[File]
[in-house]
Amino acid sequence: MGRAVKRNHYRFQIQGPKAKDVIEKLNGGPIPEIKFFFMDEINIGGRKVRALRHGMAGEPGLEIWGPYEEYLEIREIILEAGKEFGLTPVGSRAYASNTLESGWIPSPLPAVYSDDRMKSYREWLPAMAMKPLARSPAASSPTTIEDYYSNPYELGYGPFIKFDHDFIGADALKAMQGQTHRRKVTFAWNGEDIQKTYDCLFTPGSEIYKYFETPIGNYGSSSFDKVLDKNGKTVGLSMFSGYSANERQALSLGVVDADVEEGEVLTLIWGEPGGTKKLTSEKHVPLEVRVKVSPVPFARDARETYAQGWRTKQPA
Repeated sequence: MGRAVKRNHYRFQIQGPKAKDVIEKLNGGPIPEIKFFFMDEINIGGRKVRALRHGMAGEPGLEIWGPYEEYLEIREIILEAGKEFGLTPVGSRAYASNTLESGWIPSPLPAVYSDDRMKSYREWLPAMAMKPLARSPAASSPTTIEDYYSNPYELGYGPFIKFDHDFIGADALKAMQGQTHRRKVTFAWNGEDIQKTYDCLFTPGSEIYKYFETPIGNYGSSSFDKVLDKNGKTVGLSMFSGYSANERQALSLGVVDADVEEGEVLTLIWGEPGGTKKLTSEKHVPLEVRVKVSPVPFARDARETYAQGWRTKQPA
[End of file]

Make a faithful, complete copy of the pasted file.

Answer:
[in-house]
Amino acid sequence: MGRAVKRNHYRFQIQGPKAKDVIEKLNGGPIPEIKFFFMDEINIGGRKVRALRHGMAGEPGLEIWGPYEEYLEIREIILEAGKEFGLTPVGSRAYASNTLESGWIPSPLPAVYSDDRMKSYREWLPAMAMKPLARSPAASSPTTIEDYYSNPYELGYGPFIKFDHDFIGADALKAMQGQTHRRKVTFAWNGEDIQKTYDCLFTPGSEIYKYFETPIGNYGSSSFDKVLDKNGKTVGLSMFSGYSANERQALSLGVVDADVEEGEVLTLIWGEPGGTKKLTSEKHVPLEVRVKVSPVPFARDARETYAQGWRTKQPA
Repeated sequence: MGRAVKRNHYRFQIQGPKAKDVIEKLNGGPIPEIKFFFMDEINIGGRKVRALRHGMAGEPGLEIWGPYEEYLEIREIILEAGKEFGLTPVGSRAYASNTLESGWIPSPLPAVYSDDRMKSYREWLPAMAMKPLARSPAASSPTTIEDYYSNPYELGYGPFIKFDHDFIGADALKAMQGQTHRRKVTFAWNGEDIQKTYDCLFTPGSEIYKYFETPIGNYGSSSFDKVLDKNGKTVGLSMFSGYSANERQALSLGVVDADVEEGEVLTLIWGEPGGTKKLTSEKHVPLEVRVKVSPVPFARDARETYAQGWRTKQPA